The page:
By Tom Verducci
May 07, 2009 caught up with senior writer Tom Verducci after news of MannyRamirez's 50-game suspension broke: this show that drug testing is getting tougher?

Tom Verducci: This is a culture-changing event in baseball because a lot of what we know about superstars and performance-enhancing drugs has been going back in time and doing discovery on a different era -- whether that means the survey testing of 2003, in terms of Alex Rodriguez, or RogerClemens and Barry Bonds from the 1990s. This is really the first time since the stricter testing policy went into place in 2003 that a major superstar has fallen. It's a very clear message to the fans and a signal to the players that the testing and disciplinary processes are blind to the stature of the player. Manny Ramirez was treated the same as anyone else. The fact that it happened now and not in 2003 is very important, and it's a message fans and other players are going to hear loud and clear. What effect do you think the loss of Ramirez will have on the Dodgers on the field?

Verducci: Listen, there's a big dropoff between Ramirez and JuanPierre, but the good news for the Dodgers is they've built such a big cushion in the NL West that they can withstand this -- I don't want to say easily, but better than most teams could in losing a franchise hitter in the middle of their lineup. They're 21-8 now, so they can go 66-67 the rest of the way and still win 87 games, which, in most years, is good enough to win the NL West. It hurts, but they have a nice cushion to land on. How does it affect the clubhouse atmosphere?

Verducci: I think they're really going to miss him there. Not being able to have him there physically is definitely a detriment. Besides not being in the lineup, the insights and every-day demeanor he brings to the ballpark will be missed by all the Dodgers. I know that's crazy for someone from Boston to believe based on how Manny left the Red Sox, but he really did change the vibe of the Dodgers. His presence will be missed. What is his legacy now?

Verducci: It definitely calls into question, unfairly or fairly, the entirety of his career. I'm just basing that on the way other people have been treated in the same situation. Whether it's Rafael Palmeiro, who failed one test late in his career, or Barry Bonds, who we've had as much evidence of his drug use as any one player. In the court of public opinion they all seem to be treated similarly: There is a taint to their career. You can argue how big that taint is or how much it should be held against Ramirez. The fact is it will now be attached to him forever. How will Hall of Fame voters view Ramirez?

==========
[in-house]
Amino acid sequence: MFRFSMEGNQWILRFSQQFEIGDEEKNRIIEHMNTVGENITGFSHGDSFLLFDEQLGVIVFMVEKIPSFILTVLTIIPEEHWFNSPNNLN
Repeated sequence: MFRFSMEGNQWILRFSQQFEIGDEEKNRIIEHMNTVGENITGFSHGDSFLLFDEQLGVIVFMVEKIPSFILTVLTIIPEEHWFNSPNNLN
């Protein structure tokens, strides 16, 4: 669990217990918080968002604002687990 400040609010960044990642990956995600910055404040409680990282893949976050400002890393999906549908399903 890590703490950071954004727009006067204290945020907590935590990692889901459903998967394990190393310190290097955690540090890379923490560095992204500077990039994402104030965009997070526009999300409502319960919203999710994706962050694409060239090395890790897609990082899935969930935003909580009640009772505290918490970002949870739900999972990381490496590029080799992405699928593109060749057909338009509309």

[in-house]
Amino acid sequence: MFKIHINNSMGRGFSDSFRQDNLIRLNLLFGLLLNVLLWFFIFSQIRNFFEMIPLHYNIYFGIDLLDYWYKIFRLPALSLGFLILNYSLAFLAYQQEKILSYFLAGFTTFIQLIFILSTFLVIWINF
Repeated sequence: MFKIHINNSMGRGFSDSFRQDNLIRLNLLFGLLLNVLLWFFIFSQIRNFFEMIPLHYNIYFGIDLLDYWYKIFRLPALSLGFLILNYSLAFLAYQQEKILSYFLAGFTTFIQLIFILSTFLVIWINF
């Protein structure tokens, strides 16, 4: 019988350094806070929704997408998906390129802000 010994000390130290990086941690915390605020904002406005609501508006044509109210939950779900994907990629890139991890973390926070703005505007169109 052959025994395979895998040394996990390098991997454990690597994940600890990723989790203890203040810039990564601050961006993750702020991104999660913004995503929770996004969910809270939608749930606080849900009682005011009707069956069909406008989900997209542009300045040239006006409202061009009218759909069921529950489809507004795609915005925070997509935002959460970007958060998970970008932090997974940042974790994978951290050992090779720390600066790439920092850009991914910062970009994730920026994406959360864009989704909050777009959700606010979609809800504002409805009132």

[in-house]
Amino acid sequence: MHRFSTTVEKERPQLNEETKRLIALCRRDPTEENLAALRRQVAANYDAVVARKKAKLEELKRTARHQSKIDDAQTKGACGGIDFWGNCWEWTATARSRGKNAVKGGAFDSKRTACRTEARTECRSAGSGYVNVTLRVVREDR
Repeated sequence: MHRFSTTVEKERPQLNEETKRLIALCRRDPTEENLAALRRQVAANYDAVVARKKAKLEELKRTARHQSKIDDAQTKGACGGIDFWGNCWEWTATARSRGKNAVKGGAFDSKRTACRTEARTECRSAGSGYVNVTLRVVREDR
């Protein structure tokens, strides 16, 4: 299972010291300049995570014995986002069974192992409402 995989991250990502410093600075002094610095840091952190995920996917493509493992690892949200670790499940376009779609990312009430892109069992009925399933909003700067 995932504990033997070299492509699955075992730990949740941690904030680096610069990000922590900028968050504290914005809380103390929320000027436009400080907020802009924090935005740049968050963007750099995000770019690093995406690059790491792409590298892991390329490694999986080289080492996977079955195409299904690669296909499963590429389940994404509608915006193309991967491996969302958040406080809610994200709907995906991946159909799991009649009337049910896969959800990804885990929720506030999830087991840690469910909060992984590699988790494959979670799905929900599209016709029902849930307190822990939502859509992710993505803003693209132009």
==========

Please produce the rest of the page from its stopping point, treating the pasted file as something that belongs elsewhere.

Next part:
Verducci: I think over time we still have to see how the issue of steroids plays out with voters. So far all we can go by is Mark McGwire. I don't think Rafael Palmeiro will be getting in, but he's on the ballot. In the short term it doesn't look good for Manny, but it's an issue that will continue to evolve. We're a long way from Alex Rodriguez or Manny being on the ballot. None of us are smart enough to see how these players will be viewed down the line. The waiting period is important to really examine what went on with players. It's important to step back from it all and judge a very tainted era. How is Ramirez doing in terms of damage control?

Verducci: I think Manny needs to get in front of the camera. I think one of the best things he has going for him is his charisma; his personality. He's a very likeable person. He's better served by speaking honestly from the heart than by letting overly prepared statements speak for him. People are forgiving in general, but even more so when it's a person like Manny. His response should be one that's very personal, and he should take control of the situation himself. A statement without Manny standing behind it is literally the least of what he could do.

See Also:Manny Ramirez suspended 50 games for drug violationReact:What do you think of Manny Ramirez now?Gallery:Manny Being Manny Through the YearsGallery:Infamous drug-related incidents in sports

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